We are mothers. We are daughters. We are professionals. We are teachers, sisters, and active members in our communities.
By looking at some of us, one would never know we live with autoimmune disease. Most of these conditions are nearly invisible to the public eye. Invisible even, to family members and friends. "You have thyroid disease? I had no idea! You seem so healthy"..."You have MS fatigue? Oh, yes, I understand, I get tired too in the afternoons-everyone does." Even our husbands at times do not recognize the discomfort we are living with from time to time, when our conditions flare up.
That is because, in addition to being committed to living our lives as fully as possible, we are also committed to putting on our best game face in the process. We get up in the mornings, we feed the children, put on our makeup (if we have the energy to apply it that is), make our calls, and go out into the world. We meet the demands of our lives and our families' lives with every ounce of energy we can possibly muster.
Until a day comes when our body calls the final shot. "Not today! Today you lie on your back on the couch until I say you can get up." Today you let the dishes accumulate in the sink. Today, you skip your shower. Today, someone else picks up the kiddos at school, or takes them to their soccer practice. Today, you ask for help. And you feel like you are failing.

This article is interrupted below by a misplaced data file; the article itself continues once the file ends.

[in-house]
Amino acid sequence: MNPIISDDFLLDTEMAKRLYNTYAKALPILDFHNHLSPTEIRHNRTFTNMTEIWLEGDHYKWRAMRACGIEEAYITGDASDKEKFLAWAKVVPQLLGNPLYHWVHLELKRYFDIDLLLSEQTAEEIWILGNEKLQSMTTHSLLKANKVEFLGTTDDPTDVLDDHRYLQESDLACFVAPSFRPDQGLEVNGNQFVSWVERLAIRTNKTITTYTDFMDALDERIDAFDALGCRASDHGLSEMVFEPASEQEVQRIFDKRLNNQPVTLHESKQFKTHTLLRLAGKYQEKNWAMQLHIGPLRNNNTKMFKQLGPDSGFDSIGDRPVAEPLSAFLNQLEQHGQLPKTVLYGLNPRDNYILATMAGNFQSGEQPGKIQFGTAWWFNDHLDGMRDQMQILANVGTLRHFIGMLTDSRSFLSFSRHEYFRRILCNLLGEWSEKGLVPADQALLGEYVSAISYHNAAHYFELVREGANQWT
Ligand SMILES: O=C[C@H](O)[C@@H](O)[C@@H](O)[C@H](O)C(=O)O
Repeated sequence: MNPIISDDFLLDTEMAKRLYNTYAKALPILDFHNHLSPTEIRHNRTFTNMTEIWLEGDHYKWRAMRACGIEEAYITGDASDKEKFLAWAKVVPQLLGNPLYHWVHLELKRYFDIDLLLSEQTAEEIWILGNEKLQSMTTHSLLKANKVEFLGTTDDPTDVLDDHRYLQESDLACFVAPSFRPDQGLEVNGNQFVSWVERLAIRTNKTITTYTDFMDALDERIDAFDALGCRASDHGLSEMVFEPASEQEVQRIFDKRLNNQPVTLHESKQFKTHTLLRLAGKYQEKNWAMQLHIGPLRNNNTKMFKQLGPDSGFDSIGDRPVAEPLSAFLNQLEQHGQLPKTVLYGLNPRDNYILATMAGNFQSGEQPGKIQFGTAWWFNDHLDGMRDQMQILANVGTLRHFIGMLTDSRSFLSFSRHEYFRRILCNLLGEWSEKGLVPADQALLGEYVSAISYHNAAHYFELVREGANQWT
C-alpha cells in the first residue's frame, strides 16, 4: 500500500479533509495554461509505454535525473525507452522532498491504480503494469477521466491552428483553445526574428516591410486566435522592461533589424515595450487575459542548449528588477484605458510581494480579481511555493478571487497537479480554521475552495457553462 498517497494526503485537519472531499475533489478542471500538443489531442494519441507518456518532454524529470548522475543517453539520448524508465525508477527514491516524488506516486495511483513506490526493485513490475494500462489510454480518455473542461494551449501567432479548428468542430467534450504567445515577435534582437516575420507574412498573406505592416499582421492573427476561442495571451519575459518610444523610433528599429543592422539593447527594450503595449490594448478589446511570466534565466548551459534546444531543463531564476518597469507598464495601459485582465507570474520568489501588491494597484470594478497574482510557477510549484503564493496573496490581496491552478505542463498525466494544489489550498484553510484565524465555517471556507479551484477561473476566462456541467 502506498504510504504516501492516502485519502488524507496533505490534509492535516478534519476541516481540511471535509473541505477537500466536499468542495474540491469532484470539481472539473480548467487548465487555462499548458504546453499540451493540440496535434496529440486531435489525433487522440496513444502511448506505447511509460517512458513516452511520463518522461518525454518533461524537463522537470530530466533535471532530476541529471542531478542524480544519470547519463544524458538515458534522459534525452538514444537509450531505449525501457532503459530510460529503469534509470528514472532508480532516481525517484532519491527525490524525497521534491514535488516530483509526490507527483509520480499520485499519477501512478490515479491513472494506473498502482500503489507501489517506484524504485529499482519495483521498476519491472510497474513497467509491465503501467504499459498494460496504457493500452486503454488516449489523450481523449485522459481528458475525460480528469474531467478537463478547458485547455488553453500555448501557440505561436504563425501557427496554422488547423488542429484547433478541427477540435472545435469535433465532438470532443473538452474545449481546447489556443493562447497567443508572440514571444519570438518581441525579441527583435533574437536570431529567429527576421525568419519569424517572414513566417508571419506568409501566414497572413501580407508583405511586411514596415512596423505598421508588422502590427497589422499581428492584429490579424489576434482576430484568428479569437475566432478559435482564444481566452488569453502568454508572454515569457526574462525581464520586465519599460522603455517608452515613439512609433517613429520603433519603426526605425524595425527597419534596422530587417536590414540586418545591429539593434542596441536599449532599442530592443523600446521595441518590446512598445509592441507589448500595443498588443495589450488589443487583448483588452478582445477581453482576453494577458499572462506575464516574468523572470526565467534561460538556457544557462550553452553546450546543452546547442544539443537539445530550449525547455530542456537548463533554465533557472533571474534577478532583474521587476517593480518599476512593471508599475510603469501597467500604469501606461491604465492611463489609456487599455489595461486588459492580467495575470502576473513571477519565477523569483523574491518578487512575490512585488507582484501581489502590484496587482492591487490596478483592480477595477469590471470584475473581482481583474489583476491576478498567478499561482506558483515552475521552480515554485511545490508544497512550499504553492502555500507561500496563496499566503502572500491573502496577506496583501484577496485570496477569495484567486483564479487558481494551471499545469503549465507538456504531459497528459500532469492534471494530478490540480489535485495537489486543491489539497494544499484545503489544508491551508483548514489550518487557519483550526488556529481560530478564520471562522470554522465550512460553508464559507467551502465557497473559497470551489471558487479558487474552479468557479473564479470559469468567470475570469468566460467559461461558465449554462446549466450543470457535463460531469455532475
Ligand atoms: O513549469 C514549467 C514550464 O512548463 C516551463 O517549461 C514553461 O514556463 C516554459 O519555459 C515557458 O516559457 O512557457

The nature of autoimmune disease is this: the body is attacking itself. It is seeing some part of your body as a foreign invader and it is doing what it can do rid this invader. Unfortunately, what it is attacking is an essential part of your body. It's an unnecessary and unkind attack, but happening nonetheless.
When we have our down times, be they one day or two weeks, the tendency is to jump in on the fight and start attacking ourselves too, for "failing." It's like kids at a playground, getting all riled up and yelling "fight! fight! fight!" We know how unwise that is...how it just contributes to the pain and suffering, and prolongs the battle. No one wins. Battered, torn, and exhausted, everyone walks away having lost a part of themselves.
Whenever I have a flareup and cannot do what I think I ought to be doing, I try to remind myself that to beat myself up only contributes to the suffering. It is unnecessary and unkind. The only invaders that need to be conquered are the voices of judgement and resistance to what IS in the moment. What will heal me is compassion and patience. Because this will pass, as it always has, and always will. But instead of coming out of it more beaten up, I will get up from the couch, having recovered a part of myself.